Washtenaw County to pay $76,690 to join new regional energy office
The Washtenaw County Board of Commissioners voted on Wednesday to authorize the county's membership in the newly formed Southeast Michigan Regional Energy Office.
Commissioner Conan Smith, chairman of the county's Ways and Means Committee, excused himself from voting to avoid the appearance of a conflict of interest.
Ryan J. Stanton | AnnArbor.com
Smith is the executive director of the Michigan Suburbs Alliance, a Ferndale-based nonprofit agency that works with metropolitan Detroit suburbs on regional cooperation initiatives. Under the contract approved Wednesday, Smith's firm will be paid $76,690 by the county and will head up the new Regional Energy Office.
The office is expected to use state and federal grants dollars to assist member communities like Washtenaw County with technical consultant services, residential and commercial energy audits, and other energy-saving incentives and programs.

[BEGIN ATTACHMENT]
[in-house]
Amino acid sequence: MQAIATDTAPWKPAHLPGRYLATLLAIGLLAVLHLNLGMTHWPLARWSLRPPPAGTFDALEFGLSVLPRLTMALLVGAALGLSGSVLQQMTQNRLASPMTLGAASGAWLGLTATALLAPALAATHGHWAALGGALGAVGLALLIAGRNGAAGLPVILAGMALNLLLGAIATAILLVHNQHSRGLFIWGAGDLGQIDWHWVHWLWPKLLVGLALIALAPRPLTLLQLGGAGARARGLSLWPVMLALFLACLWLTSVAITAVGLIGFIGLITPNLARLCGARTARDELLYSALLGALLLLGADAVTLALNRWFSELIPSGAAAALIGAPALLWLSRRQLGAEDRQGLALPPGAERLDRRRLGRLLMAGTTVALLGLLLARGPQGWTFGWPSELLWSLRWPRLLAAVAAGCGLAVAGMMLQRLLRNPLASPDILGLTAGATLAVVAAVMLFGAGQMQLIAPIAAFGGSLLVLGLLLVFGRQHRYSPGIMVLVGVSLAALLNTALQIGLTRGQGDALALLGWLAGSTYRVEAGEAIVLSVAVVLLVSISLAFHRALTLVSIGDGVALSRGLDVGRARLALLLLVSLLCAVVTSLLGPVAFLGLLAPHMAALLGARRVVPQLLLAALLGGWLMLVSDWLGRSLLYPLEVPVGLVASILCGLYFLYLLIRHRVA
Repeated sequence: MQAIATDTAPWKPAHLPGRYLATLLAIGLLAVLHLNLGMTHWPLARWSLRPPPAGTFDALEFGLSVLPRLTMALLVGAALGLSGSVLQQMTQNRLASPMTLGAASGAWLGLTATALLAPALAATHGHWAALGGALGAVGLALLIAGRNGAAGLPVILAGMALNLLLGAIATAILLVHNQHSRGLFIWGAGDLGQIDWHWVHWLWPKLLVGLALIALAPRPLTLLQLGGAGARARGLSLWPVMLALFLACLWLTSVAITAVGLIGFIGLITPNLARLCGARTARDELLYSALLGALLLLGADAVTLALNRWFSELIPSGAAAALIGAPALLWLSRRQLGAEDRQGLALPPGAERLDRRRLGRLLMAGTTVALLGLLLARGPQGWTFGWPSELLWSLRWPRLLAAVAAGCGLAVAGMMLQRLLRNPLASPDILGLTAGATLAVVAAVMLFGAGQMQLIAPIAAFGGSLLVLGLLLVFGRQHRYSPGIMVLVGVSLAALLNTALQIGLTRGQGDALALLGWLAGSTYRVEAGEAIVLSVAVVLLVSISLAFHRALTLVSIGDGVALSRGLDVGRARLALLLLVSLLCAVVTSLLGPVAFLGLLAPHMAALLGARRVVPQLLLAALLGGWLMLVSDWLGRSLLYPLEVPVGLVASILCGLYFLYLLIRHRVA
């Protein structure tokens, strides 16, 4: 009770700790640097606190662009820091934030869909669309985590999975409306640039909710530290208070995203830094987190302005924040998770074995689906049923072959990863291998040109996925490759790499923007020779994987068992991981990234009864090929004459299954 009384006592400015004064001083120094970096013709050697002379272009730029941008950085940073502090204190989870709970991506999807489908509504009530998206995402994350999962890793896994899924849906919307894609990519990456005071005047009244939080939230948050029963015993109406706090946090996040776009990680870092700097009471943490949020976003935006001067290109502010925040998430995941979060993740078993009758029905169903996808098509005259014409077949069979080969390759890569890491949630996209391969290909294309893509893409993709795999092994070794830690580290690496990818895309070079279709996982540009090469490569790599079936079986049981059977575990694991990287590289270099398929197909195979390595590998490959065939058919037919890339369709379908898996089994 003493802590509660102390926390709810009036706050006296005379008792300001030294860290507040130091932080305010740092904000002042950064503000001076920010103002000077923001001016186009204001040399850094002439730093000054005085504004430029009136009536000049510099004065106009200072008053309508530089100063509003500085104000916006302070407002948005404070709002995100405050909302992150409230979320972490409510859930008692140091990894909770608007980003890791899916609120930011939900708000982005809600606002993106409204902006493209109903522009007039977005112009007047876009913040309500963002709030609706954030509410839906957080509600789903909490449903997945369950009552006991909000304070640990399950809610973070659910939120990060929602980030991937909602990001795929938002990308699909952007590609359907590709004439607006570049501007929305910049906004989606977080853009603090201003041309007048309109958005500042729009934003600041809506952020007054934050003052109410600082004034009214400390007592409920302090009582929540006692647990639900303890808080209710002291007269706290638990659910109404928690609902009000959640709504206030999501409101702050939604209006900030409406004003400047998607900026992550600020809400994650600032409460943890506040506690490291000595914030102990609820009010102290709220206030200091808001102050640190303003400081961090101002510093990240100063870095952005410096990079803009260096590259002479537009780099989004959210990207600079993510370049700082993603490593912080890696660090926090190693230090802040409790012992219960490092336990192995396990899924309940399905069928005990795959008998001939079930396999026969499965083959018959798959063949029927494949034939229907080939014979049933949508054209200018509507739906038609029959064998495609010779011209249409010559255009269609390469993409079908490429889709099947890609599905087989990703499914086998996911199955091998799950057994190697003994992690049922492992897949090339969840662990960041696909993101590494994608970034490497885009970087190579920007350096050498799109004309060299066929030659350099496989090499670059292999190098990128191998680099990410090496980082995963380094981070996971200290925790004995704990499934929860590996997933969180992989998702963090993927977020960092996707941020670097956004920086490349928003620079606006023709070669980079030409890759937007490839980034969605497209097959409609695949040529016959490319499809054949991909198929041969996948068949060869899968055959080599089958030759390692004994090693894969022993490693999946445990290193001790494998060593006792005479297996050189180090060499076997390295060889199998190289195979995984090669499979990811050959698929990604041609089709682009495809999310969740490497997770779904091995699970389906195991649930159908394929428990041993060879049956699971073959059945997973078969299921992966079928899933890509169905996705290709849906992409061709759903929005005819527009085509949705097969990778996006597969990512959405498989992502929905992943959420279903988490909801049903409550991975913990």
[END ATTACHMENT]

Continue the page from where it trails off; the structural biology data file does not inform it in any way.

The $76,690 from Washtenaw County is part of $766,900 in Energy Efficiency and Conservation Block Grant dollars the county received from the U.S. Department of Energy. That money is being spent between now and September 2012 on a wide range of energy efficiency projects throughout the county, including the creation of the Regional Energy Office - a partnership of SEMCOG, the Michigan Suburbs Alliance and the WARM Training Center.
County administrators looked into whether the contract with Smith's firm would be a conflict of interest and stated Wednesday it would not violate state law. Michigan Public Act 317 of 1968 allows contracts to be approved by a public body provided that the public official involved discloses any direct or indirect personal benefits arising from the contract, abstains from voting on the contract, and the contract is approved by a two-thirds vote of remaining board members.
Commissioners voted 10-0 on the agreement during Wednesday's Ways and Means Committee meeting with Smith abstaining. Upon final approval at the full board meeting that immediately followed, the vote was 9-0, as Commissioner Ken Schwartz, D-2nd District, was not at his seat when the vote was recorded.